April 10, 2014 11:02 am
Updated: April 10, 2014 11:10 am

Can you hear me now? An app to test your ears

New smartphone app encourages young people to get their hearing tested with a visual test


It can take nine weeks to book a hearing test with a specialist in Canada. Or you could just turn on your phone.

Officially launched late last month, the “See How Well You Hear” app hopes to get people – youth, especially – to test their hearing at home using their eyesight.

“One thing we noticed was that young people are not hesitant to get their eyes tested, which was so unusual because they’re so hesitant to get their hearing tested,” said Brett Channer, president and CCO of Red Lion Canada, the app’s creator.

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Smartphone users open the app to activate the camera and take a photo. Then a ringing sound begins, transforming the picture to a blurry image. As the sound becomes higher, the image comes more into focus.

Once the user can no longer hear sound, he or she presses the stop button on the screen. A split screen compares the two. The app tells the user’s hearing quality by the picture’s blurriness: The clearer the second image – i.e., the longer you can hear the sound – the better your hearing.

If the user has impaired hearing, they can use the app to book an appointment with hearing specialist Sound Communication, which partnered on the product. Users also have the option of sharing their results on social media through Facebook or Twitter. Although testing your hearing may be covered by the province, the treatments for repairing hearing loss may vary.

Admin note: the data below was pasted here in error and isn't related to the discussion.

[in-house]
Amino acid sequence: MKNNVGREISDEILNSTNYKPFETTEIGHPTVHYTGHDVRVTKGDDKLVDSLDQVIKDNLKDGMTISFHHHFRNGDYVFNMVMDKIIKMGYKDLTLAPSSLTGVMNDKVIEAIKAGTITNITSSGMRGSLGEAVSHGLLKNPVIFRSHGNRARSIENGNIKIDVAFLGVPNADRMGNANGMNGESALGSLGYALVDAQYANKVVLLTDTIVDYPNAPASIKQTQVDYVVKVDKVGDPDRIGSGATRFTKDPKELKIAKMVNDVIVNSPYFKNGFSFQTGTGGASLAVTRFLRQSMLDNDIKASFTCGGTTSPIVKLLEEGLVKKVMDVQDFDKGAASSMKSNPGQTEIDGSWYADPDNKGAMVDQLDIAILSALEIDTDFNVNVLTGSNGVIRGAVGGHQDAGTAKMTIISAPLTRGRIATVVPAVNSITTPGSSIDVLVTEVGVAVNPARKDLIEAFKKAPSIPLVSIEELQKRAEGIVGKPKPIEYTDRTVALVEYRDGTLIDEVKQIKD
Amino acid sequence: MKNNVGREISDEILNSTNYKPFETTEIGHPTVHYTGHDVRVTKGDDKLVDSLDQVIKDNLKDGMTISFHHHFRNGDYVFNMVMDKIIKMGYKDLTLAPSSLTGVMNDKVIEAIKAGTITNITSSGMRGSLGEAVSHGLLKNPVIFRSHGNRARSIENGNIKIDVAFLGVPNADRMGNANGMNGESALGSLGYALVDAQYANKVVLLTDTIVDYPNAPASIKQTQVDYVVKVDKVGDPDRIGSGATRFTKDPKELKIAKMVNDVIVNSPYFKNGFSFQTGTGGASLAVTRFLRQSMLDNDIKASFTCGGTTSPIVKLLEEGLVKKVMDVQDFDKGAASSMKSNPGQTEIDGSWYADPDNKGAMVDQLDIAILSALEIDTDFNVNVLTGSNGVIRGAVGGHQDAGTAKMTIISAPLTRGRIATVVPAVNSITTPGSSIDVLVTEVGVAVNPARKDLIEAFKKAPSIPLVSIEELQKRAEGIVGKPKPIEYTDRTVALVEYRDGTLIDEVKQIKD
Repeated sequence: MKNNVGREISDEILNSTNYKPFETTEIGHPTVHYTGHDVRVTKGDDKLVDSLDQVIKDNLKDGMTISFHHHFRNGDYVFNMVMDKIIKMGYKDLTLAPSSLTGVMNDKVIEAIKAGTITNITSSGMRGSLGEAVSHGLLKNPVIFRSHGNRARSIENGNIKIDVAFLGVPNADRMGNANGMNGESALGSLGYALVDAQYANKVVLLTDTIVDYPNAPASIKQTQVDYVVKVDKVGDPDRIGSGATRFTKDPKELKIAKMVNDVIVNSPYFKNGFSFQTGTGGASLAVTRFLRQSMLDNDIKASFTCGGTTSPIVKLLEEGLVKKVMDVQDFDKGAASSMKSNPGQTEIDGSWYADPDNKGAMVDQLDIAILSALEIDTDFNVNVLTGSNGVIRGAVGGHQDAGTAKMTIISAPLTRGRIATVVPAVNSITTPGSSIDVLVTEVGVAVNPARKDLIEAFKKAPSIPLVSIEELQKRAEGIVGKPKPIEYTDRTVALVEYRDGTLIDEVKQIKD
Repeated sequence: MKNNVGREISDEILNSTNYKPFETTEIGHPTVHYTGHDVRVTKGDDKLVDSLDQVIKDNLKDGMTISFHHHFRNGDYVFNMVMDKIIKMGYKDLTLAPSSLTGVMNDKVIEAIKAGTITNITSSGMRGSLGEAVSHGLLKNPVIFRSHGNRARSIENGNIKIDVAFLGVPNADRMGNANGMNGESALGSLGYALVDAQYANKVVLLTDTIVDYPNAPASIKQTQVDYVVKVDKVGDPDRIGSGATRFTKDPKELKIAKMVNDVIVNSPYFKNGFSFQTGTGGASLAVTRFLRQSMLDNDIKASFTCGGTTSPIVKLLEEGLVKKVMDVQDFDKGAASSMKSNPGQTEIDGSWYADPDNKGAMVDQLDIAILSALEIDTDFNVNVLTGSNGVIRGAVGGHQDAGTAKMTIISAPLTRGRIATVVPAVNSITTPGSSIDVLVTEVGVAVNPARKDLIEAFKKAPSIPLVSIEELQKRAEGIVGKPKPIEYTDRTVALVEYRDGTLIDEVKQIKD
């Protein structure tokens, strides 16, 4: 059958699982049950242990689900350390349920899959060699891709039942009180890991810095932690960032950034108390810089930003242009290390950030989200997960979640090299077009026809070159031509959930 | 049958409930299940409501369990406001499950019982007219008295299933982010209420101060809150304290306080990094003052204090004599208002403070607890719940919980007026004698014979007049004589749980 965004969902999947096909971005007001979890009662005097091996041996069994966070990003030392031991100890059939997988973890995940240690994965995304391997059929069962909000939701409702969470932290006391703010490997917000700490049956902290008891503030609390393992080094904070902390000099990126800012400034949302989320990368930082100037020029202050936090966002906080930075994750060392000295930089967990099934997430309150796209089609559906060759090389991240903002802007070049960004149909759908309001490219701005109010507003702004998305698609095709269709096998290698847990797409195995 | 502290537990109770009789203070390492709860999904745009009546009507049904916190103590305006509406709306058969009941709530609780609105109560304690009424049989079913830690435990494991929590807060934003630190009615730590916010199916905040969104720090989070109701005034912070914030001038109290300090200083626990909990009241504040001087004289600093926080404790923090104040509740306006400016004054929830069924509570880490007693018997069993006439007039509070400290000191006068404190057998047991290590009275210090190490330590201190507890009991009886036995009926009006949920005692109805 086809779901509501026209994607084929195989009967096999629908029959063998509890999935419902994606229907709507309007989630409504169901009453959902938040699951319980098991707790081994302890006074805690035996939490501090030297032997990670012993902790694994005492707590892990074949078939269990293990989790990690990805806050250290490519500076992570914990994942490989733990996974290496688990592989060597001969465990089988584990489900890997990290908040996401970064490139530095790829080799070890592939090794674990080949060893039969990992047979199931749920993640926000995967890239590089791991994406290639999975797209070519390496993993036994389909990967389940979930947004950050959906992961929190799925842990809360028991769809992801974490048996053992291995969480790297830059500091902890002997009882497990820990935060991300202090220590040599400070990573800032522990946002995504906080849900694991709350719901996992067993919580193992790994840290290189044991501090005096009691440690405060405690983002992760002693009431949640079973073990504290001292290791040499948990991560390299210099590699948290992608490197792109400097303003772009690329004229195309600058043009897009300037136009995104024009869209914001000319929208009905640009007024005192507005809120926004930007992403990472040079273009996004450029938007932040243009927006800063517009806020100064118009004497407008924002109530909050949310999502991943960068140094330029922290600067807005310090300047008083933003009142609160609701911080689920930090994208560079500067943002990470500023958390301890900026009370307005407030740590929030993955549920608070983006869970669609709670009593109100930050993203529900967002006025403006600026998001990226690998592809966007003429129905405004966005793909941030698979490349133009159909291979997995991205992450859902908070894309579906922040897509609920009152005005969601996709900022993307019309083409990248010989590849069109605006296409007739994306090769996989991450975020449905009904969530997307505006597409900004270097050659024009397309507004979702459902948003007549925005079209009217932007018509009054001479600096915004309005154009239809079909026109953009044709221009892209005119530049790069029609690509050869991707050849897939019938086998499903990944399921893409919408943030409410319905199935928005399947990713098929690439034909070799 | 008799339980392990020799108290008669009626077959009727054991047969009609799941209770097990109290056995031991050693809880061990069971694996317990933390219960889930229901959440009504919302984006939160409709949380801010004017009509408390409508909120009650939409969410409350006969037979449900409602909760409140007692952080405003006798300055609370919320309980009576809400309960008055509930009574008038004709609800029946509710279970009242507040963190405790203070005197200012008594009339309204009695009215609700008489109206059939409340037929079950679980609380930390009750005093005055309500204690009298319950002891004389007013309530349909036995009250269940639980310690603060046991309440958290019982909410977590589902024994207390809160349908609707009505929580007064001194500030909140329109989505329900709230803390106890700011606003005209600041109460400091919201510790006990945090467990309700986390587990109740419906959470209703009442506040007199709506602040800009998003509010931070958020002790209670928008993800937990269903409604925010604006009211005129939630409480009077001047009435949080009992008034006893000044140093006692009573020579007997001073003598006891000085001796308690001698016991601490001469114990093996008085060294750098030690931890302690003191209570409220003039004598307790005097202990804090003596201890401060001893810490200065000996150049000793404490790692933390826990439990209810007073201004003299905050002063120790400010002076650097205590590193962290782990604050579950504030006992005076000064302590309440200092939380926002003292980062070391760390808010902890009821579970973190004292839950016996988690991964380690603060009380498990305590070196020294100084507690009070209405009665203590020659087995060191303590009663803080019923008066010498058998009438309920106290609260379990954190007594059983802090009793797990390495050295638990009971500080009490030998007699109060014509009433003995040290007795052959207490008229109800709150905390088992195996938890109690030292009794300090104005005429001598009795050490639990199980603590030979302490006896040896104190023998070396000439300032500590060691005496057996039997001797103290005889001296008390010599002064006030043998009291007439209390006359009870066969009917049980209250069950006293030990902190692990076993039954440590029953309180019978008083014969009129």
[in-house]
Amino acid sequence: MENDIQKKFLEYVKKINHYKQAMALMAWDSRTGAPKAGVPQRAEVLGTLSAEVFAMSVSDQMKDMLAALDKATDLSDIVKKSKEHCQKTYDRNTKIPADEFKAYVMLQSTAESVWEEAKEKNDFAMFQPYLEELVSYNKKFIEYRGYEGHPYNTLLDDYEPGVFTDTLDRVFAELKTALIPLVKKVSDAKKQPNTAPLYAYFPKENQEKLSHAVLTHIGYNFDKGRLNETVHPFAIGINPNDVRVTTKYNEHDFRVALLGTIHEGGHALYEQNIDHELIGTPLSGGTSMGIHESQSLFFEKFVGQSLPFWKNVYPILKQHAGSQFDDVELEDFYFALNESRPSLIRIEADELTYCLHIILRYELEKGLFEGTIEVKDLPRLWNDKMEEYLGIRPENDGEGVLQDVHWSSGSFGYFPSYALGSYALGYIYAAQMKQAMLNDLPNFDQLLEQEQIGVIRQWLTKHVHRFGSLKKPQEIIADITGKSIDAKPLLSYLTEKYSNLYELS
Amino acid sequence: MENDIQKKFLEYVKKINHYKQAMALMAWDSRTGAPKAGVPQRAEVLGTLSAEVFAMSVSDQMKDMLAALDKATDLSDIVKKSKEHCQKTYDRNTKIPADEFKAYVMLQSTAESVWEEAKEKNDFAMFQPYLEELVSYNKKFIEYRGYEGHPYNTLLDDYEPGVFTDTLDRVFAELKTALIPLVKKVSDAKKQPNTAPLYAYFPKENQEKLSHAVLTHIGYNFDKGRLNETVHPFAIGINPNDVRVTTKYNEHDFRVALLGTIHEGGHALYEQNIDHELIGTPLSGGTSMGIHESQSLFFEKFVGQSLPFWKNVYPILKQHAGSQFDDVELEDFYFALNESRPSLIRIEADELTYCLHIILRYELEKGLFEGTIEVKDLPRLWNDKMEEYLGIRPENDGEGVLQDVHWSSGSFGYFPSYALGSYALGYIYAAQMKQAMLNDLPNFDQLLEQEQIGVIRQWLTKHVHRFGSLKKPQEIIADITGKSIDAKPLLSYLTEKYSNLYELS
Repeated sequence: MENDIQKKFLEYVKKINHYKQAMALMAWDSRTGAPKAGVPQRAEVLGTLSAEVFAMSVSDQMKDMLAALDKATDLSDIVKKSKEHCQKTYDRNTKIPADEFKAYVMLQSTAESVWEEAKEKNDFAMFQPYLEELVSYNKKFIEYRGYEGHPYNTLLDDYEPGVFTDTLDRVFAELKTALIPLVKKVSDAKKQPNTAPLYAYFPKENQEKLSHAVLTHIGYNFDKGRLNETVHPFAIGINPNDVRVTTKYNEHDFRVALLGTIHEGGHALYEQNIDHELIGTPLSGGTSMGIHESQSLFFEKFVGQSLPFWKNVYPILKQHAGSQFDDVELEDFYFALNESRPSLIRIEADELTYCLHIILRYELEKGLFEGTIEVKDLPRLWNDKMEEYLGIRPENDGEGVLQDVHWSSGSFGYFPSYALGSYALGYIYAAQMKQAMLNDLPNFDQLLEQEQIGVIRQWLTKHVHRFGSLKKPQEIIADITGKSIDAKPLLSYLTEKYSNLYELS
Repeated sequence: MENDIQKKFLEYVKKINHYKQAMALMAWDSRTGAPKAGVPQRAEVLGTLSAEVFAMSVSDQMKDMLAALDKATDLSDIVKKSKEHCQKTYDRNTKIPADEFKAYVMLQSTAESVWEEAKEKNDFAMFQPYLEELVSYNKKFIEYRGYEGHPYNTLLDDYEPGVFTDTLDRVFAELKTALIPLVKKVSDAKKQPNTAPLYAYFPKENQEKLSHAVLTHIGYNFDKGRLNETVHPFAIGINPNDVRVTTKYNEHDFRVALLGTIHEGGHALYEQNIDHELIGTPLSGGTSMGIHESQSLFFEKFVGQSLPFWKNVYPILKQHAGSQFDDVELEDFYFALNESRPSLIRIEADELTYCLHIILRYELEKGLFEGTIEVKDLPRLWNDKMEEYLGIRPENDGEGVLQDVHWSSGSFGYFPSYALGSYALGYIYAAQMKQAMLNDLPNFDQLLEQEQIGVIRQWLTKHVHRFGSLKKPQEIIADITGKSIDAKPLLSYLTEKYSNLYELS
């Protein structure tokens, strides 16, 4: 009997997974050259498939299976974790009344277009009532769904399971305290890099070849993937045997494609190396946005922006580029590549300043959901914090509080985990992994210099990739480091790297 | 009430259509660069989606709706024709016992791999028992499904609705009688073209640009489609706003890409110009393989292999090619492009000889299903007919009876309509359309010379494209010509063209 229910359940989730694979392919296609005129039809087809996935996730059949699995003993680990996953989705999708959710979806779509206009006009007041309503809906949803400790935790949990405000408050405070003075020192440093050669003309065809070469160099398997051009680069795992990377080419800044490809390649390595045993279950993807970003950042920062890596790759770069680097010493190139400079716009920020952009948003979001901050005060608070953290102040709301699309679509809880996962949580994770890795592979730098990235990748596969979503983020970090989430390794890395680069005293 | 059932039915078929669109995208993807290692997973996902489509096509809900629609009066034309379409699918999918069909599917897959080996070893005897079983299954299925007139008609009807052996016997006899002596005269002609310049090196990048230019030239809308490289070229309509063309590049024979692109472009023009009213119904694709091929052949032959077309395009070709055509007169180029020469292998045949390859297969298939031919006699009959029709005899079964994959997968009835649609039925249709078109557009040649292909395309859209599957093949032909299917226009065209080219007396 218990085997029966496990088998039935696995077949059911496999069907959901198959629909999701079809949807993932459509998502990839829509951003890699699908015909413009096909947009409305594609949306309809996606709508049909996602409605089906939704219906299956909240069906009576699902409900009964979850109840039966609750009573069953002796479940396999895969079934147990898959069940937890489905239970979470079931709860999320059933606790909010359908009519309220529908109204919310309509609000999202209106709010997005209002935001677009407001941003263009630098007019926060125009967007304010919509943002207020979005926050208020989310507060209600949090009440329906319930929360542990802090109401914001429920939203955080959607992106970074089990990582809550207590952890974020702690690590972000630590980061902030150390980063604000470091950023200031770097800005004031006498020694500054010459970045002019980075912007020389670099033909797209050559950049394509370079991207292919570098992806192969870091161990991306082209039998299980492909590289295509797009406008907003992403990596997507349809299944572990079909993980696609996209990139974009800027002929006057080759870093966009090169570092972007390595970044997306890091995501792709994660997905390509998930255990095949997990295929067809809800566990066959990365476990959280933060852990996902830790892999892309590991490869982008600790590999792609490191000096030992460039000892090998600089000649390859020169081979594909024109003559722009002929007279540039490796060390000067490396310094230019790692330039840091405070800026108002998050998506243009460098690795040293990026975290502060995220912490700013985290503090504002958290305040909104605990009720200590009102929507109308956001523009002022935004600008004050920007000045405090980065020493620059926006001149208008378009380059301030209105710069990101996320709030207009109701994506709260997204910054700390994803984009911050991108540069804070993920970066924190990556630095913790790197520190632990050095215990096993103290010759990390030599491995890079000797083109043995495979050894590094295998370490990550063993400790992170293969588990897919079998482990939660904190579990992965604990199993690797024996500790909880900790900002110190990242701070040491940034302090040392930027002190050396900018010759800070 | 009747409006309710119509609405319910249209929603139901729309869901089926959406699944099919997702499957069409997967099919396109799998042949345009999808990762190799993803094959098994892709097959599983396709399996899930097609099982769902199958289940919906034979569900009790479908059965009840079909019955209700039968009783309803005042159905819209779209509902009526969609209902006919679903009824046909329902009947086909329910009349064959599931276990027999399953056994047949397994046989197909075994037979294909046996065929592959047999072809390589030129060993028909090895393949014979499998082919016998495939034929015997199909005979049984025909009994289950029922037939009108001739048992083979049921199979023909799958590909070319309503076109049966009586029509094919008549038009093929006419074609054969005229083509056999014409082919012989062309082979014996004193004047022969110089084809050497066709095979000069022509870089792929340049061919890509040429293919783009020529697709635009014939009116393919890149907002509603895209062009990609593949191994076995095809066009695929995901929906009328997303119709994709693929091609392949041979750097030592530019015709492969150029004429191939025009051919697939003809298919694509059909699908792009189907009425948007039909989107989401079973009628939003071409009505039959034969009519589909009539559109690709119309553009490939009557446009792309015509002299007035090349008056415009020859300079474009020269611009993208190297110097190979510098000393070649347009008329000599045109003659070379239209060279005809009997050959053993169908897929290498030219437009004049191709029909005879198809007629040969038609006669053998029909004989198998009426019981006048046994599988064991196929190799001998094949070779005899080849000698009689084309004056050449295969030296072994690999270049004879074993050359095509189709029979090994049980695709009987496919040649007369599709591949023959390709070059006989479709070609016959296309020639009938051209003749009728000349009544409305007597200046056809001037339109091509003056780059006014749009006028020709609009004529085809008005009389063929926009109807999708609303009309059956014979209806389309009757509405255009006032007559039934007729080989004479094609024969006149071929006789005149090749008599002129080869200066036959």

Red Lion Canada developed the app in partnership Toronto hearing clinic Sound Communication. Siemens Canada also looked over the sound frequency and supports the product, Channer said.

The app is important, Channer argues, because hearing is often taken for granted – especially with younger people.

“One thing the Hearing Aid Society of Canada is noticing is that the hearing impairment of people is happening at earlier stages in life and it’s not because of aging, it’s actually because of ear buds. They’re creating such an intense pounding against the eardrum that it’s creating damage that over a period of time can create a hearing impairment,” Channer said .

A  Tel Aviv University study found that 80 per cent of teenagers use personal listening devices on a regular basis. Of them, 21 per cent listen to the between one to four hours a day without a break.

And not having healthy hearing could lead to other issues.

“If you don’t have great hearing, it can lead to problems with driving and communication. There can be misunderstandings at work and in relationships,” Channer said . “People need to get their hearing checked.”

Dr. Matthew Bromwich, a paediatric ear, nose and throat specialist in Ottawa, says getting tested younger means benefits when you’re older.

“The damage to your hearing as a young person affects your hearing as an elderly person. And, cognitively, you need your hearing for your five key senses and that can affect everything,” he said. “Having hearing loss has an impact on your adult life as well and your income. In terms of social interactions, if you can’t hear, it’s hard to be sociable. And if you’re not sociable then you don’t get the job at the interview and your income is affected.”

According to Statistics Canada, hearing loss is the third most common chronic condition in the country behind arthritis and high blood pressure.

See how else hearing impairment affects people in Canada:

Graphic assembled by Dani-Elle Dube

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